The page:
17 Nov 2023

Not Like a Trip Away:Proper Relationship With Plant Medicines

Not Like a Trip Away:Proper Relationship With Plant Medicines

By Tyson Yunkaporta 

Excerpt from: How Psychedelics Can Help Save the World edited Stephen Gray

MAPS Bulletin: Volume XXXIII Number 3 • 2023

Most Indigenous cultures have traditions of assisting or enhancing cognitive transformation with plant medicine for important purposes. You must have plant medicines that you’re in relationship with, within totemic and biological kinship. You do that for a purpose and you go over to another place while you’re still strongly tethered in this world. It’s not like a trip away. And you really only need do that once, or at most once every fifteen years or so, like with some people who are really transcending into deeper and deeper levels of knowledge at different stages of initiation. For most of us this is achieved with the psycho-technology of ceremony and does not require chemical assistance.

A lot of people today are tripping balls once a week, because they aren’t in right relation and are stuck in an ecstatic loop of entropy. They have no tether to a place, no kin, and no purpose for the work, so no work is delegated to them. I was introduced to my overseas brother San Pedro cactus about fifteen years ago when I needed to act above my pay grade and access higher cognition for a task I’d been given. That was before I met Old Man Juma, the man who gave me symbols to share with as many people as possible. I saw them first with San Pedro years before I met Juma, in preparation for receiving that ritual technology. I had to change my hardware to run that software. It was very hard on me. The trip lasted about twelve hours and I went through all of the pains of labor so that I could appreciate the importance of motherhood and the sacrifice that women make, to understand the centrality of the kinship pair of mother and child for any sustainable society.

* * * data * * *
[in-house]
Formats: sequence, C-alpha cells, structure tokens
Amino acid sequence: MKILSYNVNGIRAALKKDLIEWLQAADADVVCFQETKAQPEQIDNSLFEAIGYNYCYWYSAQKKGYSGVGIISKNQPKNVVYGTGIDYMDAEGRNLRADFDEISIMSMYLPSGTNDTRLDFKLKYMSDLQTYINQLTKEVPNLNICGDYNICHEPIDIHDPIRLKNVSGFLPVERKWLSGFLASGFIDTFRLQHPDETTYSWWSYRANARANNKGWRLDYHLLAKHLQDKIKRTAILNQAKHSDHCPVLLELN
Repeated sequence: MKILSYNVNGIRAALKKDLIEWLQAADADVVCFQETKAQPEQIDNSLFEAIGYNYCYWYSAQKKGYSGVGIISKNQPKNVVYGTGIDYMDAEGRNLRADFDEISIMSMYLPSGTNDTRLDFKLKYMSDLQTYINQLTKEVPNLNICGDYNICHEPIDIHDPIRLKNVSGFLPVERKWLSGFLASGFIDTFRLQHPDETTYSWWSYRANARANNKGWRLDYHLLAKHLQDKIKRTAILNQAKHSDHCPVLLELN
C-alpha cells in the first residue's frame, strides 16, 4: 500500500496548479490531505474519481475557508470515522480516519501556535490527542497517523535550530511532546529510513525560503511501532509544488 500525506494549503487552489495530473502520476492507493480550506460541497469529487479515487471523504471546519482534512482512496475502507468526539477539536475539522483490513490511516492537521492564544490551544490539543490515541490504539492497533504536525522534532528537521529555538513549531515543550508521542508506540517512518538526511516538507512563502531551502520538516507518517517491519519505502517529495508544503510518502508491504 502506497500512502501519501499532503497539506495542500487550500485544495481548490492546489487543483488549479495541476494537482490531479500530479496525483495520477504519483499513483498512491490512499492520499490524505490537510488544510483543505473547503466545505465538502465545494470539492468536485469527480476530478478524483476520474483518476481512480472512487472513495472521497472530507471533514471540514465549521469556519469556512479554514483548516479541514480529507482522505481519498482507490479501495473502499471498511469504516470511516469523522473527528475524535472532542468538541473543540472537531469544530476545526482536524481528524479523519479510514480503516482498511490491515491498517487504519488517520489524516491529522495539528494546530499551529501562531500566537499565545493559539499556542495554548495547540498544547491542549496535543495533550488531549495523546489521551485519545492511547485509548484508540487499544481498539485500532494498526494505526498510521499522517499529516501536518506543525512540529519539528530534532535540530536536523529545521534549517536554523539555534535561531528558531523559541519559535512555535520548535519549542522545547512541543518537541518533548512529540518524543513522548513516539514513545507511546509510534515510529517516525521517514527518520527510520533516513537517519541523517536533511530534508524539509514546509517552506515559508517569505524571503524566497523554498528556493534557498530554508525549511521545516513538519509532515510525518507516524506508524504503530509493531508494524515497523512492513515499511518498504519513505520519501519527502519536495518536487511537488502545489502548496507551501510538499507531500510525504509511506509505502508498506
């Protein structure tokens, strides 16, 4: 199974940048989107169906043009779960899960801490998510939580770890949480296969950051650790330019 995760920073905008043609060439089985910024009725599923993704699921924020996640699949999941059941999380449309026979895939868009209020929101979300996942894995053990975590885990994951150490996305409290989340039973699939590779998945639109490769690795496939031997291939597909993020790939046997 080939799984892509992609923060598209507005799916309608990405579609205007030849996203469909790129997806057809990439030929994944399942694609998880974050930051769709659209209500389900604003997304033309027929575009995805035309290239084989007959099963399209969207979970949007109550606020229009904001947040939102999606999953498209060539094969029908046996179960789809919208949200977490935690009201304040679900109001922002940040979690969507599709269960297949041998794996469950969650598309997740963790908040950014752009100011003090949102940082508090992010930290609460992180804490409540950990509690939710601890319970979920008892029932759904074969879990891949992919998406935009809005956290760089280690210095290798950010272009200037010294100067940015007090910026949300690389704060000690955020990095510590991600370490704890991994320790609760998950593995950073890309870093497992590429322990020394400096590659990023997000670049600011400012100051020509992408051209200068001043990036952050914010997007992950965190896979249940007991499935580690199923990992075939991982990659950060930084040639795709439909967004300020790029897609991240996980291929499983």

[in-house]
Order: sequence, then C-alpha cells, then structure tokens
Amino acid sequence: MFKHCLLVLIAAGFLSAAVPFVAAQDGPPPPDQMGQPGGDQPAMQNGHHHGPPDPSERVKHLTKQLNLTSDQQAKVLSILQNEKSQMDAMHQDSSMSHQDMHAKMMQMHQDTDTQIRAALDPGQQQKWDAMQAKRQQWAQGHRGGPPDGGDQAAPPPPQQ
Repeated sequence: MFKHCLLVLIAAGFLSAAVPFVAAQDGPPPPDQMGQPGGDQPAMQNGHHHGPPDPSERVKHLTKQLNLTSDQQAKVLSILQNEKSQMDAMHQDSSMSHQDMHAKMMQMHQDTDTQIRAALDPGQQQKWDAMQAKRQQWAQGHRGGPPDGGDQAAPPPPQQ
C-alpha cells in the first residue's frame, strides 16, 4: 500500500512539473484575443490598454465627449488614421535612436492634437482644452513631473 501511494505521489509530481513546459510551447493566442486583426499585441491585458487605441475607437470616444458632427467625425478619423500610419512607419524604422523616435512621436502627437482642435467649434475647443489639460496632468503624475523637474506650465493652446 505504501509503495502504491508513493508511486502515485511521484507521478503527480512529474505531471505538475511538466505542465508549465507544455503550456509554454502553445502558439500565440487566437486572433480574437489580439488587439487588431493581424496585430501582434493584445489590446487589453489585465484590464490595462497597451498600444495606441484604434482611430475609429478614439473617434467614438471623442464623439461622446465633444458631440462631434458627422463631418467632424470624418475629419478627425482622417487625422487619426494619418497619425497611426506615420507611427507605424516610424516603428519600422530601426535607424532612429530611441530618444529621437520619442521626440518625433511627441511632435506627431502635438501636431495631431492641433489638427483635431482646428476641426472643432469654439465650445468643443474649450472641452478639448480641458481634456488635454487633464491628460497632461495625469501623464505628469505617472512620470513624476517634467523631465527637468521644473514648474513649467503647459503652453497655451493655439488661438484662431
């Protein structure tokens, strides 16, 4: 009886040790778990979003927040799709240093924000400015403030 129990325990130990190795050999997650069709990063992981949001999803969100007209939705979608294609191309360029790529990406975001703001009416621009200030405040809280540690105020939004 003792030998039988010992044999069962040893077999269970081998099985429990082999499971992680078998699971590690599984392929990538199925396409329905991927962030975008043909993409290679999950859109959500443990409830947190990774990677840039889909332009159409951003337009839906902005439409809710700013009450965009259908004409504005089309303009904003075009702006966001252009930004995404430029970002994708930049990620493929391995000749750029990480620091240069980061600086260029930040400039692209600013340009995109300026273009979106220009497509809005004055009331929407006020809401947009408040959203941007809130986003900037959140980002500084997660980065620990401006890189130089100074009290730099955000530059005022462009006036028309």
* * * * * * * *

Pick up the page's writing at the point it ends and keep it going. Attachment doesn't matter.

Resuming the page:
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I also saw a symbol that shows a model of time. I saw that entity of how time-place works, and I looked at that for eons. But basically, I only needed to do that once and I’ll probably never do it again because I’m still working with everything that came through that ceremony. I’ve got a lifetime of work to do from that one experience. I don’t want to jump back in; it would be more than I can handle, not to mention greedy. There aren’t enough hours in the day in my whole lifetime to work through all that. Again, if you’re going in and saying, “Oh wow! I’m a child of the universe with cosmic consciousness!” and then you feel you’ve got to go in again shortly after that, you’re probably not doing it right. You probably need better story.

Ancestral Mind and
the Importance of Story

Story is a collection of metaphors that puts you into a state of optimal cognition when shared. That doesn’t mean telling a fable, or invoking a legend, or creating a film synopsis, or anything like that. It’s not that kind of narrative. It’s like a collection of metaphors where there are different layers of meaning. This brings you into a relationship with place and entities of place. You might not be connected to all the same entities that the storyteller is connected to, but they’re bringing you into that universe. It’s working on you as a listener, but it’s also working on all the natural and spiritual systems associated with that story.